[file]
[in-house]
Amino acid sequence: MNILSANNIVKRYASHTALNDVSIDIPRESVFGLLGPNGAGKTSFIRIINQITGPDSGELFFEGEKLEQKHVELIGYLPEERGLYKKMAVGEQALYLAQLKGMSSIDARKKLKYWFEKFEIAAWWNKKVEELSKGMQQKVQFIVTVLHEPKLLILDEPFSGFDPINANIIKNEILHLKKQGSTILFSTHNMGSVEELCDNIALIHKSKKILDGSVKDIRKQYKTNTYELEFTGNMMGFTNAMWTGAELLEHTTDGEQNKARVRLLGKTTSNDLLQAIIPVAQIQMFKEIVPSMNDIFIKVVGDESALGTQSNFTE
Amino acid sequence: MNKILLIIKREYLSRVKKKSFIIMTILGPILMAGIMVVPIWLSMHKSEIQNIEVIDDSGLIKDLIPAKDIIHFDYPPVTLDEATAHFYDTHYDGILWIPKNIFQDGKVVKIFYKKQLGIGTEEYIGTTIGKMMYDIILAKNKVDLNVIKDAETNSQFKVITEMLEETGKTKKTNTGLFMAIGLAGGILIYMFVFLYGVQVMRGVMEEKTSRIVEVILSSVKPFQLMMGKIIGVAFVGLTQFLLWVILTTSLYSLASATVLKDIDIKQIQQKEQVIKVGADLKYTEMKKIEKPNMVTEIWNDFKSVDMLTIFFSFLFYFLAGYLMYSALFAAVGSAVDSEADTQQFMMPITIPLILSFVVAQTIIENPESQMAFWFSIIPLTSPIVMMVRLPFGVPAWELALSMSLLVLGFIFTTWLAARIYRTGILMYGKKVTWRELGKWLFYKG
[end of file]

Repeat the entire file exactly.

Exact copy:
[in-house]
Amino acid sequence: MNILSANNIVKRYASHTALNDVSIDIPRESVFGLLGPNGAGKTSFIRIINQITGPDSGELFFEGEKLEQKHVELIGYLPEERGLYKKMAVGEQALYLAQLKGMSSIDARKKLKYWFEKFEIAAWWNKKVEELSKGMQQKVQFIVTVLHEPKLLILDEPFSGFDPINANIIKNEILHLKKQGSTILFSTHNMGSVEELCDNIALIHKSKKILDGSVKDIRKQYKTNTYELEFTGNMMGFTNAMWTGAELLEHTTDGEQNKARVRLLGKTTSNDLLQAIIPVAQIQMFKEIVPSMNDIFIKVVGDESALGTQSNFTE
Amino acid sequence: MNKILLIIKREYLSRVKKKSFIIMTILGPILMAGIMVVPIWLSMHKSEIQNIEVIDDSGLIKDLIPAKDIIHFDYPPVTLDEATAHFYDTHYDGILWIPKNIFQDGKVVKIFYKKQLGIGTEEYIGTTIGKMMYDIILAKNKVDLNVIKDAETNSQFKVITEMLEETGKTKKTNTGLFMAIGLAGGILIYMFVFLYGVQVMRGVMEEKTSRIVEVILSSVKPFQLMMGKIIGVAFVGLTQFLLWVILTTSLYSLASATVLKDIDIKQIQQKEQVIKVGADLKYTEMKKIEKPNMVTEIWNDFKSVDMLTIFFSFLFYFLAGYLMYSALFAAVGSAVDSEADTQQFMMPITIPLILSFVVAQTIIENPESQMAFWFSIIPLTSPIVMMVRLPFGVPAWELALSMSLLVLGFIFTTWLAARIYRTGILMYGKKVTWRELGKWLFYKG